Tuesday, 7 July 2009

Your chance to be heard on fees for foreign currency card usage

If you’ve ever used an ATM card with a Visa or Mastercard logo issued in the USA to get cash in foreign currency (i.e. local currency, not U.S. dollars) from an ATM in another country; if you’ve ever paid for accommodations abroad in foreign currency, either with cash obtained from an ATM or with a credit card issued in the USA; or if you spent any extended period of time between 1996 and 2006 outside the USA but dependent on a U.S. bank account (i.e. without having a local bank account in local currency in the place where you were staying, you’re about to get short-changed in the allocation of more than US$300 million that credit card companies and banks are offering to pay to settle class action lawsuits brought against them for fraudulently concealing and/or misrepresenting their “currency conversion” fees for foreign transactions.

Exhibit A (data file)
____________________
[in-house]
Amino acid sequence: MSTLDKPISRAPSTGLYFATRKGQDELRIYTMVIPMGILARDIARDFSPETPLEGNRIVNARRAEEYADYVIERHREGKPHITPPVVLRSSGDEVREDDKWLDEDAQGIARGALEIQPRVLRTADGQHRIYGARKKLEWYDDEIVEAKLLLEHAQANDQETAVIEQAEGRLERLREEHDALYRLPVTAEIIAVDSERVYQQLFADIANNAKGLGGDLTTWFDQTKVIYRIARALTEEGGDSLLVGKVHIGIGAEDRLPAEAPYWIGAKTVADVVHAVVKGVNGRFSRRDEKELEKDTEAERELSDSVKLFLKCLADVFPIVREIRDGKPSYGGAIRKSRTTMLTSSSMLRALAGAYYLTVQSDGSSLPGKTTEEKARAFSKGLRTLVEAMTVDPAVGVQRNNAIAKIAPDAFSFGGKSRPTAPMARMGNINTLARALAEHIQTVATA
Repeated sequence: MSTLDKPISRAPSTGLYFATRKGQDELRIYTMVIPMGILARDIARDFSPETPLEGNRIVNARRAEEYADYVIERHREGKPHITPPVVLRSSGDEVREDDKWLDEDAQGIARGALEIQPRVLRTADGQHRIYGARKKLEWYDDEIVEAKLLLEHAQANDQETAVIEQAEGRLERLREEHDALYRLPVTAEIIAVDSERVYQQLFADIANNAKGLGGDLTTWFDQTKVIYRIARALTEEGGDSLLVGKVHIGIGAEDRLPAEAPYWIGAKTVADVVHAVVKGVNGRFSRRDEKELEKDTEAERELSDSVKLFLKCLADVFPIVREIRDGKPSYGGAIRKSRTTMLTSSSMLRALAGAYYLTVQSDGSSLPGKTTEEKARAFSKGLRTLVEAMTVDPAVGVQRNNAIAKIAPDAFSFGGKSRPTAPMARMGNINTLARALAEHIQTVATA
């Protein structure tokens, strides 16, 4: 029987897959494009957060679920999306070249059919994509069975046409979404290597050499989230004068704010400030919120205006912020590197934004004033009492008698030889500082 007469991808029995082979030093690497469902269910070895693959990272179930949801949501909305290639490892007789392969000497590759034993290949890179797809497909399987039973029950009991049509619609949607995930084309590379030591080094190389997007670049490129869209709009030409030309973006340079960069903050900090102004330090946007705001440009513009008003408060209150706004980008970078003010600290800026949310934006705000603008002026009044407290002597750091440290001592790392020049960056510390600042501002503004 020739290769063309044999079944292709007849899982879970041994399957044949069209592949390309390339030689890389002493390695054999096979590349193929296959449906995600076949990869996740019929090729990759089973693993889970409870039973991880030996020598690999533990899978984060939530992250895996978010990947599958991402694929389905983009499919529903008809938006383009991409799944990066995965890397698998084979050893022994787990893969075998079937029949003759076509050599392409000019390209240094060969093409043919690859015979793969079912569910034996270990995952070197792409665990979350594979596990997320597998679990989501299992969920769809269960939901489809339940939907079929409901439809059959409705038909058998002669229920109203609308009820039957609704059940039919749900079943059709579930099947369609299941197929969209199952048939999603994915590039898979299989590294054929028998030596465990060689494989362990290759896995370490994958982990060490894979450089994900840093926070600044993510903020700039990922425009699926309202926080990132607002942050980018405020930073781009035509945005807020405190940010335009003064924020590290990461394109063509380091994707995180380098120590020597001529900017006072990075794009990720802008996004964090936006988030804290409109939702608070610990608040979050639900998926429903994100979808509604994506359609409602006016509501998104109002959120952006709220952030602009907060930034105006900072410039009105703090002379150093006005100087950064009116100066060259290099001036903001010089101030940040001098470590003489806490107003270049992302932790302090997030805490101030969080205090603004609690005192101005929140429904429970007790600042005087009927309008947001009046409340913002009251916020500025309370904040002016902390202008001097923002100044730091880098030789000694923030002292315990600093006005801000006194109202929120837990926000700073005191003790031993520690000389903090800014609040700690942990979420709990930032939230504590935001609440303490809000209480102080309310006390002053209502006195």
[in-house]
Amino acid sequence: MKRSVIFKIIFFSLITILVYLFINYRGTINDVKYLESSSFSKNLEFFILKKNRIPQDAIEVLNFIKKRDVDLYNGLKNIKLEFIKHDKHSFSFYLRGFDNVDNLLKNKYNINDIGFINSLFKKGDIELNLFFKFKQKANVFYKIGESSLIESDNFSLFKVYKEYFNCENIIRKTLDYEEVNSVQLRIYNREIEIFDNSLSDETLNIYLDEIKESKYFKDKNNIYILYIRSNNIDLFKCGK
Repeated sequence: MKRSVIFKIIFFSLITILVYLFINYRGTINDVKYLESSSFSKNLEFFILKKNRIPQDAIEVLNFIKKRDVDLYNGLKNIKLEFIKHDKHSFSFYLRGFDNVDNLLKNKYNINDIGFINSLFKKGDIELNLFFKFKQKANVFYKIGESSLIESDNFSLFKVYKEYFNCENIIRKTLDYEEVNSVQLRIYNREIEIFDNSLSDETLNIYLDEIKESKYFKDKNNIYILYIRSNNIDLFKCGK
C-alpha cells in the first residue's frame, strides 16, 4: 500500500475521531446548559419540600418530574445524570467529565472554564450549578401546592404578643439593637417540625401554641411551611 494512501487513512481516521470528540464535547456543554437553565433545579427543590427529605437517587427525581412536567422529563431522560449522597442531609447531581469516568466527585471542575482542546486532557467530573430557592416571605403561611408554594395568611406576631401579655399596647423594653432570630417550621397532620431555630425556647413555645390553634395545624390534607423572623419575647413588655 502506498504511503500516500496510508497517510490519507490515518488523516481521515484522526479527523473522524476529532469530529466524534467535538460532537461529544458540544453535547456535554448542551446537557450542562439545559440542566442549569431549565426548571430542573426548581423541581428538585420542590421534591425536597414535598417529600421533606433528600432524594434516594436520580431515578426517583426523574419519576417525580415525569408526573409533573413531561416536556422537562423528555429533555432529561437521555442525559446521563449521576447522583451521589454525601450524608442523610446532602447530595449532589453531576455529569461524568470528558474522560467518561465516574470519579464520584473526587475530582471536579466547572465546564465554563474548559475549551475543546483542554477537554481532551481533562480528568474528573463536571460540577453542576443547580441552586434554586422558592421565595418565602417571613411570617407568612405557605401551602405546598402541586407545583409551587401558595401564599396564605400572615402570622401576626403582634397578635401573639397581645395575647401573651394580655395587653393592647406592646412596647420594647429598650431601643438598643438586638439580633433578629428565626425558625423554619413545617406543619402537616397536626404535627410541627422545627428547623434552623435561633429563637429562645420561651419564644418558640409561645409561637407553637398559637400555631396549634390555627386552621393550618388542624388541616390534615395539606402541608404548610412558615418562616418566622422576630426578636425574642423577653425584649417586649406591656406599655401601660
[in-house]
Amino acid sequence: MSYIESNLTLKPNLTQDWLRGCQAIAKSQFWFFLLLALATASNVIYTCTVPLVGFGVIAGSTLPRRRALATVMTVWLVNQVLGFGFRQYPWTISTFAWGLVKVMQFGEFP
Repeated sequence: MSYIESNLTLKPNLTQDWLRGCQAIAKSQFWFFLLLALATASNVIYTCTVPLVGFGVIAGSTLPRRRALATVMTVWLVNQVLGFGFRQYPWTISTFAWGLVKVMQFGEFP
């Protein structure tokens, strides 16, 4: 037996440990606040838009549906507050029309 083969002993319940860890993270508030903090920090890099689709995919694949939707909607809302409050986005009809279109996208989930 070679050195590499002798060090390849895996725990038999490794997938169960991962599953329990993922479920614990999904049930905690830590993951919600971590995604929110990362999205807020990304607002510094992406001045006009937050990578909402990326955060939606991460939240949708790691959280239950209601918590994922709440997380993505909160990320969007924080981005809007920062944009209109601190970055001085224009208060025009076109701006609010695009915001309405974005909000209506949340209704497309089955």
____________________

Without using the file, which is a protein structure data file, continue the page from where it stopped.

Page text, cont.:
What independent international traveller or expatriate hasn’t done all of these things? The proposed settlement is grossly and systematically unfair, especially to long-term independent travellers and expatriates. The documents submitted in support of the proposed settlement make clear that it was prepared by people with no actual understanding of travellers, on the basis of absurd assumptions such as that all cash spent by travellers abroad is carried from home, rather than obtained from ATM’s abroad, and that all long-term travellers and expatriates have their accommodations provided for them (presumably by an employer) or have a local-currency bank account abroad from which to pay their rent, and never pay for accommodations with a U.S.-issued credit or debit card or with cash obtained from an ATM using a U.S.-issued ATM card. If the proposed settlement is approved, payments to longer-term travellers will be reduced by up to 90% compared to those who took shorter trips overseas, or even merely day trips across the Canadian or Mexican borders (which are, of course, typically much cheaper than overnight trips abroad).